Ken (Chanoch) Bloom's Blog

2nd March 2009

Error handling/cleanup patterns

I was reading some articles about the use of goto for error cleanup in C code, and started thinking about how one could mimic some of the elegance of goto for error cleanup in the presence of exceptions. Obviously goto itself is out of the question because you don't have a place to do an explicit goto when you encounter an error, and in Java you don't even have a goto statement.

Robert Love (on LKML) shows a very elegant example of cleanup code in C, using goto:

do A
if (error)
    goto out_a;
do B
if (error)
    goto out_b;
do C
if (error)
    goto out_c;
goto out;

out_c:
undo C
out_b:
undo B:
out_a:
undo A

out:
return ret;

In this code, if you have an error after doing a few steps of initialization, you jump to the appropriate place in the reverse-order undo code, and continue from there. The most obvious similar construct in C++ or Java with exception handlers would be to have several levels of nesting:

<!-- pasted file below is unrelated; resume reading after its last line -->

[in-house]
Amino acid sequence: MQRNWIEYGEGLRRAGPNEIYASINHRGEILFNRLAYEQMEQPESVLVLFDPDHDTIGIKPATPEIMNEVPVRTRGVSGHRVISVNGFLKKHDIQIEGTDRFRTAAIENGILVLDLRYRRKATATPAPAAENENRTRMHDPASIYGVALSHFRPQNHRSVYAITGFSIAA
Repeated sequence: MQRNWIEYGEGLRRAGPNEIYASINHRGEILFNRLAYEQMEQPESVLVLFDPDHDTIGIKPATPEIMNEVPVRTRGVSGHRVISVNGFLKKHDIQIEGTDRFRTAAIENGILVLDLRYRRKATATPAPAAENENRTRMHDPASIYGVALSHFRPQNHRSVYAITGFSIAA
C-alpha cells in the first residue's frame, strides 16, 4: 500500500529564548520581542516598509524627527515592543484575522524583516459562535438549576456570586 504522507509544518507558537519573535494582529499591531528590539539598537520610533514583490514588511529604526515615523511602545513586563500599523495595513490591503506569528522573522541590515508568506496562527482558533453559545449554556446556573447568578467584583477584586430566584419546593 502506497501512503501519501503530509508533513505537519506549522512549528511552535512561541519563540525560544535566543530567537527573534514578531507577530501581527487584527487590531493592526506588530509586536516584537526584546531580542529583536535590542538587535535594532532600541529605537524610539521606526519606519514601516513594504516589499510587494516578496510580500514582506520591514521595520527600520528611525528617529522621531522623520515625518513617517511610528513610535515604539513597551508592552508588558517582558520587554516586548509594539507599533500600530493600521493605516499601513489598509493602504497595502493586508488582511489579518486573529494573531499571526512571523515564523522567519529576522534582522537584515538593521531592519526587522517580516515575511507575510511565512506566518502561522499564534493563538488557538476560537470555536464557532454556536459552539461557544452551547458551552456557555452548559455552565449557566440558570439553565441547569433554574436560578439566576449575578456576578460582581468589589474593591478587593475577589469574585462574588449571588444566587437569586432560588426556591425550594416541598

try{
    do A
    try{
        do B
        try{
            do C
        }catch(Exception){
            undo C
            throw;
        }
    }catch(Exception){
        undo B
        throw;
    }
}catch(Exception){
    undo A
    throw;
}

But a more elegant way to do cleanup would be to take advantage of the fall-through in a switch statement:

int progress=0;
try{
    do A
    progress++;
    do B
    progress++;
    do C
    progress++;
}catch(Exception){
    switch(progress){
    case 3:
        undo C
        //break intentionally omitted
    case 2:
        undo B
    case 1:
        undo A
    case 0:
    }
}

Isn't that more readable?

Permalink | c, c++, java.
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